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Discussion Starter · #1 ·
Hey folks,

I recently got a new 2021 x350. My lawn is probably half grass and half weeds and moss :).
I've always been happy as long as its green, and when you mow it ... it all kind of looks the same anyway.

Fast forward. I'm going to take a run at this making your lawn nice thing.
Just starting to read up on things and it seems a plug aerator and seeder are pretty big ticket.

So a couple of questions for the experts here.
1) I live in New York State. Should I aerate in the fall or spring?
2) Similarly, when should I over-seed?
3) Thoughts on this aerator? Sounds like agri-fab makes these for john deere and I can save some coin buying theirs directly?
-> Agri-Fab 45-0299 48-Inch Tow Plug Aerator $279 on amazon
4) Any suggestions for a seeder? Haven't researched that at all
5) Any worries pulling an aerator like that once or twice a year with my x350? I have about a 0.5 acre lot. I've heard and read that this tractor is great for mowing but not ground implements. Is an aerator serious strain or not so bad?

Lots of questions! Thanks for the education.
 

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Hey folks,

I recently got a new 2021 x350. My lawn is probably half grass and half weeds and moss :).
I've always been happy as long as its green, and when you mow it ... it all kind of looks the same anyway.

Fast forward. I'm going to take a run at this making your lawn nice thing.
Just starting to read up on things and it seems a plug aerator and seeder are pretty big ticket.

So a couple of questions for the experts here.
1) I live in New York State. Should I aerate in the fall or spring?
2) Similarly, when should I over-seed?
3) Thoughts on this aerator? Sounds like agri-fab makes these for john deere and I can save some coin buying theirs directly?
-> Agri-Fab 45-0299 48-Inch Tow Plug Aerator $279 on amazon
4) Any suggestions for a seeder? Haven't researched that at all
5) Any worries pulling an aerator like that once or twice a year with my x350? I have about a 0.5 acre lot. I've heard and read that this tractor is great for mowing but not ground implements. Is an aerator serious strain or not so bad?

Lots of questions! Thanks for the education.
Here is the aerator that Agri-Fab Makes for Deere Products > SmartLINK™ Master Platform John Deere Licensed Products But the Normal Pug & spike aerators Deere sells our Made By Brinly Spike & Plug Aerators Archives as Long as Your Yard Is flat or rolling Hills You should be Fine Pulling a Plug Aerator with the X350. Now if It's One steep Hill there Might be some worry (y)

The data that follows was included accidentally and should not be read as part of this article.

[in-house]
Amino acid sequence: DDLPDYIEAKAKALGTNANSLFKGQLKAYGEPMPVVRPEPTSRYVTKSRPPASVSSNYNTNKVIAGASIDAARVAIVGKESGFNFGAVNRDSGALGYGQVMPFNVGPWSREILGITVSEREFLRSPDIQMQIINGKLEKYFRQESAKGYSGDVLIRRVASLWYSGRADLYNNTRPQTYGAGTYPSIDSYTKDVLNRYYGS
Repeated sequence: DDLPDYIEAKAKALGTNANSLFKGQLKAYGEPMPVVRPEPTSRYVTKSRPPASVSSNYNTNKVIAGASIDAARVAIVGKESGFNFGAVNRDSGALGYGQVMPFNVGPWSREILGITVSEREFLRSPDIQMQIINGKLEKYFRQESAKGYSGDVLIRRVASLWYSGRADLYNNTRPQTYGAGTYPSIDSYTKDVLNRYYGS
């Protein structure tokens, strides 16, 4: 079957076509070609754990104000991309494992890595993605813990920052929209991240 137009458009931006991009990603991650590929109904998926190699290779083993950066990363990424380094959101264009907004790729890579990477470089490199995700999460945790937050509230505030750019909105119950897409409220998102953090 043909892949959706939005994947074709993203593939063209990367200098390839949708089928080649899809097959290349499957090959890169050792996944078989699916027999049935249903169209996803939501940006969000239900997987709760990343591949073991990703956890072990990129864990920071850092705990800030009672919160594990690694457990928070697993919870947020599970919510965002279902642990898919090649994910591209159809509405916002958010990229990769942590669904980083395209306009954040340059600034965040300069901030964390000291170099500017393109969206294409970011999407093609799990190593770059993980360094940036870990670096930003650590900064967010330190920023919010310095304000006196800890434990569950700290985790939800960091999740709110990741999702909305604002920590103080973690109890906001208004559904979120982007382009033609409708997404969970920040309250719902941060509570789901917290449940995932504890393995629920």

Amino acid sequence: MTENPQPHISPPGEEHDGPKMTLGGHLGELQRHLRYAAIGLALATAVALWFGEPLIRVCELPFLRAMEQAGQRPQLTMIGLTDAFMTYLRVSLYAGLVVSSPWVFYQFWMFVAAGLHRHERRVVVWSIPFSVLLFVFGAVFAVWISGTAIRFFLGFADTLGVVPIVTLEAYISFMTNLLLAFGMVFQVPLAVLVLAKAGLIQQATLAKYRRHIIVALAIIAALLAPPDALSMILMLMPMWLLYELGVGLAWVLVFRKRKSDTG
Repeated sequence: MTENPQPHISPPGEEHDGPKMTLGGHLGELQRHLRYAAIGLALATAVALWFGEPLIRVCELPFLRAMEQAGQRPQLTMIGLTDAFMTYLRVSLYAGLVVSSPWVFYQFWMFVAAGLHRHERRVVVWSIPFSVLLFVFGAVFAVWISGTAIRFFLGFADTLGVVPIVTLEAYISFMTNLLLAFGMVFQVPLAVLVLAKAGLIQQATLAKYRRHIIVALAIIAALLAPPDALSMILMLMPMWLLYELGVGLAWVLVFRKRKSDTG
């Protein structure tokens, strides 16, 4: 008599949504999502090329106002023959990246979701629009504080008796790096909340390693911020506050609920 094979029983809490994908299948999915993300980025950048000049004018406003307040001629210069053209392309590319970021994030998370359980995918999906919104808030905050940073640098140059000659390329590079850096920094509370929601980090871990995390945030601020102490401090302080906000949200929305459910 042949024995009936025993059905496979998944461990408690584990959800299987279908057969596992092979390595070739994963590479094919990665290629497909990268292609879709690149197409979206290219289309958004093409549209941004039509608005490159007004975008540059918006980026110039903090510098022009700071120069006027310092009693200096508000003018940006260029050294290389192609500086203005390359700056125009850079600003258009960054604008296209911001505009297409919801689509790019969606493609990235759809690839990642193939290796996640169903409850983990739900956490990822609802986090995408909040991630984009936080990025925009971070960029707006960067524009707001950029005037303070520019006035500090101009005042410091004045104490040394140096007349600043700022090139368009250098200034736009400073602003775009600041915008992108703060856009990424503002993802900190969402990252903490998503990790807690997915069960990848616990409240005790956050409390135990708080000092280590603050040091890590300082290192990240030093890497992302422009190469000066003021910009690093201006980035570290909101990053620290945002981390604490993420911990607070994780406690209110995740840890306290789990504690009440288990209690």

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JD X585 owner
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I have an Ohio Steel 42" spring assisted aerator that I love and got through Sears 15 years ago. It was still available in 2019 but appears it is no longer being produced but you might still be able to find it. They still make a 48" version. Here is a link to their archive listing of the 42" unit.

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Where are you in NY? On LI the time to thatch, aerate and seed is right after labor day...a little earlier if you are upstate....if you have moss you can probably use a combination of less water and put down some lime.....next Spring,in order to avoid summer weeds put down Andersen's Barricade.... it is reasonably priced and I think more effective than Scotts...I put it down the 1st week of May...I always have some left over, which I put down right before Memorial day...I have no dandelions, clover or crabgrass since I started using that....keep in mind that you can't get anything to grow from seed for at least 2 or 3 months after that in the treated areas...I have also heard of some people with large lawns just using seed from TSC that contains clover...which is a nice color green ....it seems to choke out other weeds.....I have also seen some of the landscaping guys around here aerating in April
 

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JD X540
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A few of thoughts.
First, I would say that you have lost your window of opportunity this year for plugging and over seeding. At our latitude, I usually aim this work to be completed by mid September.